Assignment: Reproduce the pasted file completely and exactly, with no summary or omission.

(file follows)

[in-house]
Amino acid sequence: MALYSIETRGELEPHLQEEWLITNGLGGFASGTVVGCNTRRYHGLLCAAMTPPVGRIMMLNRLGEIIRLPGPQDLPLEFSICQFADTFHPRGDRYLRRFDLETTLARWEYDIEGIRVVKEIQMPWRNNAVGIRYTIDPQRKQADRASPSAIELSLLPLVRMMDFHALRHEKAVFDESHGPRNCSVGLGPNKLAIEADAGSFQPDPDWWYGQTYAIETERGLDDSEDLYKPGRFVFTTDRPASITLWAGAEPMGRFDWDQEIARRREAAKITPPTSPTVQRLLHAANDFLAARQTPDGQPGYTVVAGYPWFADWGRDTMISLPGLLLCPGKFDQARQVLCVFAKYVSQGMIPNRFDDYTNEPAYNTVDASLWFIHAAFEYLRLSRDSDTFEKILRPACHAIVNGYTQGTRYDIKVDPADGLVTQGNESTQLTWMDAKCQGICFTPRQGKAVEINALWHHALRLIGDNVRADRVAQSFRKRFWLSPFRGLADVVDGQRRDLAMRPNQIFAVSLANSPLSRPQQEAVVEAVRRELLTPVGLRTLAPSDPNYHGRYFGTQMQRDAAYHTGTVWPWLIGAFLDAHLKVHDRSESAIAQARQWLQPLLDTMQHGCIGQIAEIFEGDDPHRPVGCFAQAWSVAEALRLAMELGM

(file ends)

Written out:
[in-house]
Amino acid sequence: MALYSIETRGELEPHLQEEWLITNGLGGFASGTVVGCNTRRYHGLLCAAMTPPVGRIMMLNRLGEIIRLPGPQDLPLEFSICQFADTFHPRGDRYLRRFDLETTLARWEYDIEGIRVVKEIQMPWRNNAVGIRYTIDPQRKQADRASPSAIELSLLPLVRMMDFHALRHEKAVFDESHGPRNCSVGLGPNKLAIEADAGSFQPDPDWWYGQTYAIETERGLDDSEDLYKPGRFVFTTDRPASITLWAGAEPMGRFDWDQEIARRREAAKITPPTSPTVQRLLHAANDFLAARQTPDGQPGYTVVAGYPWFADWGRDTMISLPGLLLCPGKFDQARQVLCVFAKYVSQGMIPNRFDDYTNEPAYNTVDASLWFIHAAFEYLRLSRDSDTFEKILRPACHAIVNGYTQGTRYDIKVDPADGLVTQGNESTQLTWMDAKCQGICFTPRQGKAVEINALWHHALRLIGDNVRADRVAQSFRKRFWLSPFRGLADVVDGQRRDLAMRPNQIFAVSLANSPLSRPQQEAVVEAVRRELLTPVGLRTLAPSDPNYHGRYFGTQMQRDAAYHTGTVWPWLIGAFLDAHLKVHDRSESAIAQARQWLQPLLDTMQHGCIGQIAEIFEGDDPHRPVGCFAQAWSVAEALRLAMELGM